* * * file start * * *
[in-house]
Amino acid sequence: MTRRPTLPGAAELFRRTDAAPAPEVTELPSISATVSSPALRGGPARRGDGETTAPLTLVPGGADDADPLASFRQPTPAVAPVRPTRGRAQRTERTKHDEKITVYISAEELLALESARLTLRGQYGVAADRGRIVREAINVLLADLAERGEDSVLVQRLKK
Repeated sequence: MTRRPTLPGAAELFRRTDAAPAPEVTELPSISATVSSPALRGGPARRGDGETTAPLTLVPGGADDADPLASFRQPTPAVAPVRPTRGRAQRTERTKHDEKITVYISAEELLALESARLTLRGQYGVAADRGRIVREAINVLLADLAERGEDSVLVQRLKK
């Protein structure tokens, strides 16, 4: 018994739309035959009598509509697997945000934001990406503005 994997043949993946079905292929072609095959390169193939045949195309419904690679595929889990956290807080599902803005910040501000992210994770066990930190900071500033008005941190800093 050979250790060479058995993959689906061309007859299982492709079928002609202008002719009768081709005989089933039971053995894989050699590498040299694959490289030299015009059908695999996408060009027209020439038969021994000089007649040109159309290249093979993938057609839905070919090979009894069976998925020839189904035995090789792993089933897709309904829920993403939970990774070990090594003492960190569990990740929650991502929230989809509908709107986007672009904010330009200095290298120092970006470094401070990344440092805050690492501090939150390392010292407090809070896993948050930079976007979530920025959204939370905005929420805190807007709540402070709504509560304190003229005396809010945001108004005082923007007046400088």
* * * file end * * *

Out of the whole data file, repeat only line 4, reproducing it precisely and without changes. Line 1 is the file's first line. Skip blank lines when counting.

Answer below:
């Protein structure tokens, strides 16, 4: 018994739309035959009598509509697997945000934001990406503005 994997043949993946079905292929072609095959390169193939045949195309419904690679595929889990956290807080599902803005910040501000992210994770066990930190900071500033008005941190800093 050979250790060479058995993959689906061309007859299982492709079928002609202008002719009768081709005989089933039971053995894989050699590498040299694959490289030299015009059908695999996408060009027209020439038969021994000089007649040109159309290249093979993938057609839905070919090979009894069976998925020839189904035995090789792993089933897709309904829920993403939970990774070990090594003492960190569990990740929650991502929230989809509908709107986007672009904010330009200095290298120092970006470094401070990344440092805050690492501090939150390392010292407090809070896993948050930079976007979530920025959204939370905005929420805190807007709540402070709504509560304190003229005396809010945001108004005082923007007046400088």